- How do you help all of this to run smoothly without creating a bottleneck at the beginning of the day?
What do I think could be done to address these things? As I have thought about this since EdcampLA, here are some things that I think might work. Instead of saying the first hour is for registration & socializing, it should be turned in to the Session Board Hour where, of course people can socialize, but they should also concentrate on helping to define the day:
- As attendees check in, they should be given a session card or a post-it note to suggest What Do You Want to Learn? This wouldn’t be posted on an actual session board with rooms and time slots but in some open space – a wall, a blank board, a table, etc. Changing the emphasis from what do you want to facilitate to what do you want to learn should encourage more participation. Attendees should also be told that their session does not have to be tech-related. Personally, my favorite sessions are usually not tech-related.
- Attendees should also be encouraged to indicate that they would be available to facilitate (not present or lead) about a topic; this could be the topic they’re proposing or any topic that has been suggested. This is where using a printed session card might come in handy where the card has on it:
- What do you want to learn?
- Add your name if you are willing to facilitate this topic:
- About 3/4 of the way through the hour, attendees should be encouraged to vote for their 4 favorite topics (or however many session times exist) and add themselves as facilitators if suggestions don’t have a facilitator. Organizers will use the voting to determine sessions if more sessions than slots exist or to schedule the most popular sessions at different session times.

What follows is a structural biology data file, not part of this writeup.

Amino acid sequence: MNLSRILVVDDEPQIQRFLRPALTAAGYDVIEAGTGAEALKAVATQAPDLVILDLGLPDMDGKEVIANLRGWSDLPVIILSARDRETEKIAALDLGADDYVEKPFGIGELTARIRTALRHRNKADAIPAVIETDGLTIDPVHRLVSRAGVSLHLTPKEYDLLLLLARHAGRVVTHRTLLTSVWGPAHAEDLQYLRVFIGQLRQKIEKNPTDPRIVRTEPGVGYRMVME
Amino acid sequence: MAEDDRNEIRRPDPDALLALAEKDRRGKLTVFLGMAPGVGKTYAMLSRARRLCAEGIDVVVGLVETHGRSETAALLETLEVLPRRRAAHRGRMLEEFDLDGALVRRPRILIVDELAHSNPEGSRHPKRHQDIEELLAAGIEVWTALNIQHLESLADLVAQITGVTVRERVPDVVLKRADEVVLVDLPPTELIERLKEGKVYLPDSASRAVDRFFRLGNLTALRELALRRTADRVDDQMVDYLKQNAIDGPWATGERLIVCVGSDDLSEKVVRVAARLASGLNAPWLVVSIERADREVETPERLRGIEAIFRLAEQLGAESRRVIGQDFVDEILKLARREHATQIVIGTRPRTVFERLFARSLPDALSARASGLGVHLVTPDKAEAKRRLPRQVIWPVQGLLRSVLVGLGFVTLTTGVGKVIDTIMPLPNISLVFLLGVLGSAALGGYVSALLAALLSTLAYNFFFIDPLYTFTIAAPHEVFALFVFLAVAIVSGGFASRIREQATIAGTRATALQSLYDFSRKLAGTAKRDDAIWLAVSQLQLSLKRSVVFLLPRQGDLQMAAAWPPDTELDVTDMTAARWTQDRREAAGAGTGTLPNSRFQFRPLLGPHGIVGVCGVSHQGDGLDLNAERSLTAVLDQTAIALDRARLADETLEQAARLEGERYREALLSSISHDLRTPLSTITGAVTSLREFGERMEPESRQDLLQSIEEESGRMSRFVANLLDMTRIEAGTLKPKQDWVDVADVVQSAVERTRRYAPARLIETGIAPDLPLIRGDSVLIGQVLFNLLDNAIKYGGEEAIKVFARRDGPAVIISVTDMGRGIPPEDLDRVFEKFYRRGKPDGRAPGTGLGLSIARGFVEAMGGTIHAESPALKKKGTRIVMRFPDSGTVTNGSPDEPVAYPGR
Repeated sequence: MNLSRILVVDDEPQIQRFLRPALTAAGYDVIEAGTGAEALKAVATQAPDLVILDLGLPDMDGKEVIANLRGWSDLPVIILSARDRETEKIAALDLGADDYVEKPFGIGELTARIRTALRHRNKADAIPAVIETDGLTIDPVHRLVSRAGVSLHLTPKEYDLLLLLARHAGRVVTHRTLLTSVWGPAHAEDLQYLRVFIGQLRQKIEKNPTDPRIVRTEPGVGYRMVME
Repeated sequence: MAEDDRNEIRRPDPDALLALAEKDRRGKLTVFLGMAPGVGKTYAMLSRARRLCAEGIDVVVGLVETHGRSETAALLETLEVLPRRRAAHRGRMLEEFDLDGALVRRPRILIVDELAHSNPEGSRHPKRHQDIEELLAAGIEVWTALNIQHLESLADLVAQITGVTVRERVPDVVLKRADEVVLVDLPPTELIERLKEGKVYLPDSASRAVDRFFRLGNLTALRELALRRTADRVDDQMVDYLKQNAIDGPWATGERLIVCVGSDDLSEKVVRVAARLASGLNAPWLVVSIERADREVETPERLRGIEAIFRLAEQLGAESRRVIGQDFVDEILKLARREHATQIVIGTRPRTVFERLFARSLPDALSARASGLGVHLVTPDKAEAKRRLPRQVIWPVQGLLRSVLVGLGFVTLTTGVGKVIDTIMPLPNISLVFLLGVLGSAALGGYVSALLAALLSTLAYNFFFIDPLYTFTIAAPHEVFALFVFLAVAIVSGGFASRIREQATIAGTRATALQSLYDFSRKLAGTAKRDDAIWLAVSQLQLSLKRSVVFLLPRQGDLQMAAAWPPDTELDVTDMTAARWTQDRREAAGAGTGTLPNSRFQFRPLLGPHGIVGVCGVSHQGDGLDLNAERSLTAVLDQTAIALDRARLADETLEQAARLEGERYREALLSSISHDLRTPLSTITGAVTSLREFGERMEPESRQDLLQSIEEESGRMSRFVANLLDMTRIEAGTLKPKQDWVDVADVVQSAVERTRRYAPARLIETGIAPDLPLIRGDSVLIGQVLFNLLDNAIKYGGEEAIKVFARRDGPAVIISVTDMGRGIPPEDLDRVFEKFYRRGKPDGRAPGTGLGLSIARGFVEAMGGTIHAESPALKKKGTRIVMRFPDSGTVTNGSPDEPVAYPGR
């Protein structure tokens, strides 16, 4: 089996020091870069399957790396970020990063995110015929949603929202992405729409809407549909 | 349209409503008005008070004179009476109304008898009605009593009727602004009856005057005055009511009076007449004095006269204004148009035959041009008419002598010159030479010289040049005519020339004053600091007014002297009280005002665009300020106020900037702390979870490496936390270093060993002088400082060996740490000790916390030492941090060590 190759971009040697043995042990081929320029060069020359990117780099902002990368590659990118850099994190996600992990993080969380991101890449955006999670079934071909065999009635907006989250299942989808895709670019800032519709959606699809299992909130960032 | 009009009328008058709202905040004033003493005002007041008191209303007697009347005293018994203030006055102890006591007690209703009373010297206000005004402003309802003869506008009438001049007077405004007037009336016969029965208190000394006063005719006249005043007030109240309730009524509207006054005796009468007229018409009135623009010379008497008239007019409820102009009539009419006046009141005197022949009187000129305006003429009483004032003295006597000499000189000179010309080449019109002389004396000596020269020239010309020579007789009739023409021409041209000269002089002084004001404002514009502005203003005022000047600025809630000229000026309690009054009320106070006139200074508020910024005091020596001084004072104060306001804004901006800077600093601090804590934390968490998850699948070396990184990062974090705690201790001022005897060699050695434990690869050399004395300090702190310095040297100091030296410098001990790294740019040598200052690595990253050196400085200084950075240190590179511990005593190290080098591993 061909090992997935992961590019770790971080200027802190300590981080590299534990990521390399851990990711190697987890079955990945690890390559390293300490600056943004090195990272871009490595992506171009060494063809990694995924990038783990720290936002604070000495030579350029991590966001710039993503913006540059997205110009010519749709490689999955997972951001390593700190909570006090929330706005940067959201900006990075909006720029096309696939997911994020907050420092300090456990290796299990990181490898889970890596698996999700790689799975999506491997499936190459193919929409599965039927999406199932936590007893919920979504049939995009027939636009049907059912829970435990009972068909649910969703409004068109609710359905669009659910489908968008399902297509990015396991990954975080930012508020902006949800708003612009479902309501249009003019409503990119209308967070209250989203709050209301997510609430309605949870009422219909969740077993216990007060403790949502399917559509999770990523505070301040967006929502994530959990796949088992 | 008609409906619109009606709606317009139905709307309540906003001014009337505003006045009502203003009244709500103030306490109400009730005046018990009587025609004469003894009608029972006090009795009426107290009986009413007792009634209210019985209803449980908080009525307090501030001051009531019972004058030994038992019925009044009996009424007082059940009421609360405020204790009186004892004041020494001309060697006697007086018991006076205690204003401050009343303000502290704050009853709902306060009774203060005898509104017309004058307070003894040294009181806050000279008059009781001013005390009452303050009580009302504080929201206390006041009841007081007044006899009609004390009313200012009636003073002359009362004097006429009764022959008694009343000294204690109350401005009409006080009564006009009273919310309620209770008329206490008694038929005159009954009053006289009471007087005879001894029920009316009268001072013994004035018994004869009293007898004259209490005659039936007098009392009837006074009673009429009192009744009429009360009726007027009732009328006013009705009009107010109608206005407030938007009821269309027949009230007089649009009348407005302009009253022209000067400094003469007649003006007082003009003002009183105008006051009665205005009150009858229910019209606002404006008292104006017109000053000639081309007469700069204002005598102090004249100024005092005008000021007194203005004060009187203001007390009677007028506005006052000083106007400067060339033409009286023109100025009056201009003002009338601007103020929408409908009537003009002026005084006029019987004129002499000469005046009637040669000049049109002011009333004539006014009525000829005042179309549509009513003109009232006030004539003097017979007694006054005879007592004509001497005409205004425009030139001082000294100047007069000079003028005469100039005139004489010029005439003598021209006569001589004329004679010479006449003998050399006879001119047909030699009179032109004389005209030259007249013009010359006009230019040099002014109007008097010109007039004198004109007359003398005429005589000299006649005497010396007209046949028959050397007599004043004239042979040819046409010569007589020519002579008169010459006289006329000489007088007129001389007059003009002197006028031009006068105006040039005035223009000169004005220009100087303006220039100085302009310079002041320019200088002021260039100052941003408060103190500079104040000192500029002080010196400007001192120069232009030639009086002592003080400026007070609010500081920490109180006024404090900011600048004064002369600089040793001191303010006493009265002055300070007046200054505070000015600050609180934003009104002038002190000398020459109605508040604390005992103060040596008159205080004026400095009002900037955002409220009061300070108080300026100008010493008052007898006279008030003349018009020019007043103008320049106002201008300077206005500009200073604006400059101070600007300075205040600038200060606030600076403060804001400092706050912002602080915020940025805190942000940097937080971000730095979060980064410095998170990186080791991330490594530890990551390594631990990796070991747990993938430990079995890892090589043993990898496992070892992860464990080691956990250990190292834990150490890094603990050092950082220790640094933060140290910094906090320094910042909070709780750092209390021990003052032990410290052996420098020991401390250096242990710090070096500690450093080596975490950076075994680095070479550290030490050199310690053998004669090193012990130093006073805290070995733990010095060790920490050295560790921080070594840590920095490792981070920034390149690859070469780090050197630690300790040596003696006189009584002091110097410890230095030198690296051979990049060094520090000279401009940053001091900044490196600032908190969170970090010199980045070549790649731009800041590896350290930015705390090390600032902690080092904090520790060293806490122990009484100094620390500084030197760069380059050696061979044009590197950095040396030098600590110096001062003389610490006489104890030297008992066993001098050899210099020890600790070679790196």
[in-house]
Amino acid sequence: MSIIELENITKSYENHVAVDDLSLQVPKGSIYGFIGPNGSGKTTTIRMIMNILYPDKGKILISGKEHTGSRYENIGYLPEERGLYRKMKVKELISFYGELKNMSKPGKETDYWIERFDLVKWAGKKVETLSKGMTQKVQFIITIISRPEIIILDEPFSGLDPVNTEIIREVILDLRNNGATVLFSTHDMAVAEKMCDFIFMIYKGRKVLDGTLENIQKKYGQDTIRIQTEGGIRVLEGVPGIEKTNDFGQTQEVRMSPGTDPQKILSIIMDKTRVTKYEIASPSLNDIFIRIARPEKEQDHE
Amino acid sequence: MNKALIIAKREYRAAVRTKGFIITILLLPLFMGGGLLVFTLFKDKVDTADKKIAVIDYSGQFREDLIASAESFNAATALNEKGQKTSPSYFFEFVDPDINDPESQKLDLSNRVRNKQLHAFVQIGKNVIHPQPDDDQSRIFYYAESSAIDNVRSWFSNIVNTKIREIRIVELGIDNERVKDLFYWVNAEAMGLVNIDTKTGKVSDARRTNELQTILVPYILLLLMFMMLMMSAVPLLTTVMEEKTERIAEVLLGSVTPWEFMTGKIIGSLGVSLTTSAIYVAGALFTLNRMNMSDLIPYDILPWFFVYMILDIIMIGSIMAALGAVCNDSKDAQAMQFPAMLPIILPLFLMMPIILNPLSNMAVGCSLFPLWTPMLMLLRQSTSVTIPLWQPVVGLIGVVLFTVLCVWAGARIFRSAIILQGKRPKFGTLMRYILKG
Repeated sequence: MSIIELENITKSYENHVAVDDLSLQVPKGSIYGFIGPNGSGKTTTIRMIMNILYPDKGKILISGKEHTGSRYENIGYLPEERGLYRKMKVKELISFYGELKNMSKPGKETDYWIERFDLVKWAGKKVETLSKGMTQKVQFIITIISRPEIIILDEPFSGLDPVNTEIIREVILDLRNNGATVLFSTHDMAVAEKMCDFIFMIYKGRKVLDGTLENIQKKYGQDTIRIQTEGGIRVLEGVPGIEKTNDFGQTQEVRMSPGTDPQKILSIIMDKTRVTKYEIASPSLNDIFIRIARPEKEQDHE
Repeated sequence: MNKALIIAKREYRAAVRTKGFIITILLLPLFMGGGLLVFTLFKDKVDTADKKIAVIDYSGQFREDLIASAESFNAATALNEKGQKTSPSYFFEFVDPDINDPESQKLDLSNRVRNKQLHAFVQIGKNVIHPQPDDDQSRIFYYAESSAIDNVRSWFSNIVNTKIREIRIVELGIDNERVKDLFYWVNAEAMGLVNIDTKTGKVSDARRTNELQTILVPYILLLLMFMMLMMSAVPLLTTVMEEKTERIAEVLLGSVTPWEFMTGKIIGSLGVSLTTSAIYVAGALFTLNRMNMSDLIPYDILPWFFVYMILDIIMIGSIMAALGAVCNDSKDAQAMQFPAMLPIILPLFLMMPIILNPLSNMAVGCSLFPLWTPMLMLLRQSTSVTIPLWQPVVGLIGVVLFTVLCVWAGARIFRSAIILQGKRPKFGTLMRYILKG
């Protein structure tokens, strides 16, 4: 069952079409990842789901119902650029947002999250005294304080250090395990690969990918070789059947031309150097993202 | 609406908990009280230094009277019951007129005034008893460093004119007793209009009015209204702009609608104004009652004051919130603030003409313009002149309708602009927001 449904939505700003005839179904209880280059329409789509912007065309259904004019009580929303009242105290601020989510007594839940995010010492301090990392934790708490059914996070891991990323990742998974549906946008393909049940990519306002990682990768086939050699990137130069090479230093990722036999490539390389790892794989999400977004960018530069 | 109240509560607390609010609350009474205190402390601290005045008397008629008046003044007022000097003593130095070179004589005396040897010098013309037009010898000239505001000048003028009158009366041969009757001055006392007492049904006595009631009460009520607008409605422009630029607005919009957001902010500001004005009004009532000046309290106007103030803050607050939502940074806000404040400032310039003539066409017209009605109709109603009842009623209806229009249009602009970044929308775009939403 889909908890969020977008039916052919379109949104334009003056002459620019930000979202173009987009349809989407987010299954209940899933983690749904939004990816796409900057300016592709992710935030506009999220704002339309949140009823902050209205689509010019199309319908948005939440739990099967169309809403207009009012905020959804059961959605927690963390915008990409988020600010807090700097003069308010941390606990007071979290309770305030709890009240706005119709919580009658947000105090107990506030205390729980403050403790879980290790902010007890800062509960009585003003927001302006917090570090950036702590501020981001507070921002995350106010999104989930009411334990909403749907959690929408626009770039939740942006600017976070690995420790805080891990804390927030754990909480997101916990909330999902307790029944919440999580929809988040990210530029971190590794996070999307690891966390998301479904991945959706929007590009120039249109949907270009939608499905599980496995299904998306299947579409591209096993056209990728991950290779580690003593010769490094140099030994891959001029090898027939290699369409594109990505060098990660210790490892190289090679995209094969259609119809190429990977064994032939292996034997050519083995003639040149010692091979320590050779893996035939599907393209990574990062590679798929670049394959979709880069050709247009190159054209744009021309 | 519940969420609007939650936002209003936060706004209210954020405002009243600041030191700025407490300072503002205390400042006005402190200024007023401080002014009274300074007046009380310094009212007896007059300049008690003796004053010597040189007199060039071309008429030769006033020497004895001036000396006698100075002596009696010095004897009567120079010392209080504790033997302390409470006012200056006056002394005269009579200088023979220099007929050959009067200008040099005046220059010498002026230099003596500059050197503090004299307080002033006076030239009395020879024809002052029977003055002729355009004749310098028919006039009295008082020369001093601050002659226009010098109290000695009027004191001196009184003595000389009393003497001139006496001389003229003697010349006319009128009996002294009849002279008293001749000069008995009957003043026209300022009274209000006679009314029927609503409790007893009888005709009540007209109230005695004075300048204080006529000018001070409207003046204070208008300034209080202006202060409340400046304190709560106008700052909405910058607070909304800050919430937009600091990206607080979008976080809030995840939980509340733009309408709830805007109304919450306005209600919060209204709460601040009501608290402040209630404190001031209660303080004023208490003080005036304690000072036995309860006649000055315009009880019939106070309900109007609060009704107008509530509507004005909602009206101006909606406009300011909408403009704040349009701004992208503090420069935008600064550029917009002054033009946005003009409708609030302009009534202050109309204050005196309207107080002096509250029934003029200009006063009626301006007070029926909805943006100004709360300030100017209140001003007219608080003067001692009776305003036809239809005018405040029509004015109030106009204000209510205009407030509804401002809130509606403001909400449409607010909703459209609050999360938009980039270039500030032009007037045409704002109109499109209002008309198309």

- As attendees are welcomed to the Edcamp and told how the day will work, a group of organizers will need to pull the suggestions into an organized session board. This is where I see problems happening because there’s a time crunch here. The welcome will only take 10-15 minutes and the organizers need to:
- Put suggestions that are similar together
- Decide if there are too many sessions and pick those that are most popular or combine things that aren’t quite the same but that could be put together
- Figure out what sessions should be presented when making sure things like “Things that Suck” are in the afternoon and that the most popular choices aren’t at the same time, etc.
- Make sure there are facilitators for all sessions
- Make sure there are no vendors as facilitators of their own product
- Build the actual session board – or at least the 1st session
We actually attempted something like this at EdcampSFBay in 2012 and there was definitely somewhat of a bottleneck. Part of the problem was that we didn’t have WiFi that day so the physical board became very important since some attendees couldn’t access the online board.
Having only attended California Edcamps and having been an organizer at all but one that I’ve attended, I wonder how other Edcamps are dealing with this … or if this is just me seeing a problem when there isn’t one? I’d love some feedback about this.
Have you attended an Edcamp? What did you think about how the session board was built? Did you feel that everyone had an equal say in what the sessions would be? Did you feel the sessions were different from a traditional conference?
Have you helped to organize an Edcamp? How did your session board building work? Are there things that worked great? I’d love to hear about it. What, if anything, would you change?